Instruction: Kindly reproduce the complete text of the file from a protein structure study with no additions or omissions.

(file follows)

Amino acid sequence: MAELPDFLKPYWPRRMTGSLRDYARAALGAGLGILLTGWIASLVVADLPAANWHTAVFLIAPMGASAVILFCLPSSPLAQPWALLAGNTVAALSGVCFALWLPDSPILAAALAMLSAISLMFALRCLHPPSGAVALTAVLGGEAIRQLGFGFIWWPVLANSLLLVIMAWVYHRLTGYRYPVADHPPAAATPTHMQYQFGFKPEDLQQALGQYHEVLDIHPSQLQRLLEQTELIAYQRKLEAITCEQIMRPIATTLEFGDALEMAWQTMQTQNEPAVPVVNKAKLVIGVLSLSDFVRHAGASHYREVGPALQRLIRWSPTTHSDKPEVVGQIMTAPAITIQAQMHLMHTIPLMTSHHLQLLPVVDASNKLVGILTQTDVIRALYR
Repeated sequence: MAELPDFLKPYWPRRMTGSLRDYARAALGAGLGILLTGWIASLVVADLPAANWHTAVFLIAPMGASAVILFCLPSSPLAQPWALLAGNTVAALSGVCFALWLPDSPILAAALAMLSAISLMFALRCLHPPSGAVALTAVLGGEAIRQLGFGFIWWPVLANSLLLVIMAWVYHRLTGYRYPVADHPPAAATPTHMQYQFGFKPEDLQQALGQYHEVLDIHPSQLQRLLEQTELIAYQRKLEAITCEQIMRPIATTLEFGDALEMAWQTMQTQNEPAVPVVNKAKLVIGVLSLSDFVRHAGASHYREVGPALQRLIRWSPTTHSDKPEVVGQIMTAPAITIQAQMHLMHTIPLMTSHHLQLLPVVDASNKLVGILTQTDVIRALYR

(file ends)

Amino acid sequence: MAELPDFLKPYWPRRMTGSLRDYARAALGAGLGILLTGWIASLVVADLPAANWHTAVFLIAPMGASAVILFCLPSSPLAQPWALLAGNTVAALSGVCFALWLPDSPILAAALAMLSAISLMFALRCLHPPSGAVALTAVLGGEAIRQLGFGFIWWPVLANSLLLVIMAWVYHRLTGYRYPVADHPPAAATPTHMQYQFGFKPEDLQQALGQYHEVLDIHPSQLQRLLEQTELIAYQRKLEAITCEQIMRPIATTLEFGDALEMAWQTMQTQNEPAVPVVNKAKLVIGVLSLSDFVRHAGASHYREVGPALQRLIRWSPTTHSDKPEVVGQIMTAPAITIQAQMHLMHTIPLMTSHHLQLLPVVDASNKLVGILTQTDVIRALYR
Repeated sequence: MAELPDFLKPYWPRRMTGSLRDYARAALGAGLGILLTGWIASLVVADLPAANWHTAVFLIAPMGASAVILFCLPSSPLAQPWALLAGNTVAALSGVCFALWLPDSPILAAALAMLSAISLMFALRCLHPPSGAVALTAVLGGEAIRQLGFGFIWWPVLANSLLLVIMAWVYHRLTGYRYPVADHPPAAATPTHMQYQFGFKPEDLQQALGQYHEVLDIHPSQLQRLLEQTELIAYQRKLEAITCEQIMRPIATTLEFGDALEMAWQTMQTQNEPAVPVVNKAKLVIGVLSLSDFVRHAGASHYREVGPALQRLIRWSPTTHSDKPEVVGQIMTAPAITIQAQMHLMHTIPLMTSHHLQLLPVVDASNKLVGILTQTDVIRALYR